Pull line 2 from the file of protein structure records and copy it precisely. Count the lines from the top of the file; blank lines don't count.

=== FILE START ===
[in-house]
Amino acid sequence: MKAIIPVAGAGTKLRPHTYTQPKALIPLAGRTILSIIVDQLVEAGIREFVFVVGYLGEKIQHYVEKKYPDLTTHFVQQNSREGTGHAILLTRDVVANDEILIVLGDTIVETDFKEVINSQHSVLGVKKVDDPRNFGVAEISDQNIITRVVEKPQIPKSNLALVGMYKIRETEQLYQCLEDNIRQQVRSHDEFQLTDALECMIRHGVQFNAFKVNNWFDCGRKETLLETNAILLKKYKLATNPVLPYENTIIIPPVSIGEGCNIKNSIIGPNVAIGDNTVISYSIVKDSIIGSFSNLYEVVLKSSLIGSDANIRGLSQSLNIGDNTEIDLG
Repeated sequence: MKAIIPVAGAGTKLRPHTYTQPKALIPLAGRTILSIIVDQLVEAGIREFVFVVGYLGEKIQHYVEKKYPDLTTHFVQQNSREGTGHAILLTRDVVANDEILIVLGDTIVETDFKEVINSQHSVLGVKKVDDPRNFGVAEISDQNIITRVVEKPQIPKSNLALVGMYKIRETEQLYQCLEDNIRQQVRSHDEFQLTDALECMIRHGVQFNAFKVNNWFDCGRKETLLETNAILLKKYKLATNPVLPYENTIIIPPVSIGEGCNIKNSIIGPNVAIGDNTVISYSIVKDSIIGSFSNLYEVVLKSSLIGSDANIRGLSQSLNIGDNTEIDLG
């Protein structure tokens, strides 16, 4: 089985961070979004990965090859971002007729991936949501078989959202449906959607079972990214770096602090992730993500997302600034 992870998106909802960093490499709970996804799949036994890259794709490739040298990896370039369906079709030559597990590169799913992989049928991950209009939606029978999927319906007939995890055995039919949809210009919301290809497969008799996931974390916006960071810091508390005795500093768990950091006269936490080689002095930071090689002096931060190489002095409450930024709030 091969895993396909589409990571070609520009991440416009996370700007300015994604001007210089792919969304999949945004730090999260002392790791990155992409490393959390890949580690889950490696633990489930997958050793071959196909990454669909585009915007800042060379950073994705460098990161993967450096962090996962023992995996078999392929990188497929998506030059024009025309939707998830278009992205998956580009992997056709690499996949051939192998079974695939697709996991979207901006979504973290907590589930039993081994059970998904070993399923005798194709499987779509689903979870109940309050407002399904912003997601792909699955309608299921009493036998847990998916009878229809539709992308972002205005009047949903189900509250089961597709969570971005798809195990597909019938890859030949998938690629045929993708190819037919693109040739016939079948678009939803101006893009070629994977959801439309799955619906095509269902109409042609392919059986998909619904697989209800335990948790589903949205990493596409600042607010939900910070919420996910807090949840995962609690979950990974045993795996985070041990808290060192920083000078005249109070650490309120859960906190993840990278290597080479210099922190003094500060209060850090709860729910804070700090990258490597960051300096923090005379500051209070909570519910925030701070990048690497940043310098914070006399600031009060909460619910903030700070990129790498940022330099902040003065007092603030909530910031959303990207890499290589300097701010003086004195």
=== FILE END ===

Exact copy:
Amino acid sequence: MKAIIPVAGAGTKLRPHTYTQPKALIPLAGRTILSIIVDQLVEAGIREFVFVVGYLGEKIQHYVEKKYPDLTTHFVQQNSREGTGHAILLTRDVVANDEILIVLGDTIVETDFKEVINSQHSVLGVKKVDDPRNFGVAEISDQNIITRVVEKPQIPKSNLALVGMYKIRETEQLYQCLEDNIRQQVRSHDEFQLTDALECMIRHGVQFNAFKVNNWFDCGRKETLLETNAILLKKYKLATNPVLPYENTIIIPPVSIGEGCNIKNSIIGPNVAIGDNTVISYSIVKDSIIGSFSNLYEVVLKSSLIGSDANIRGLSQSLNIGDNTEIDLG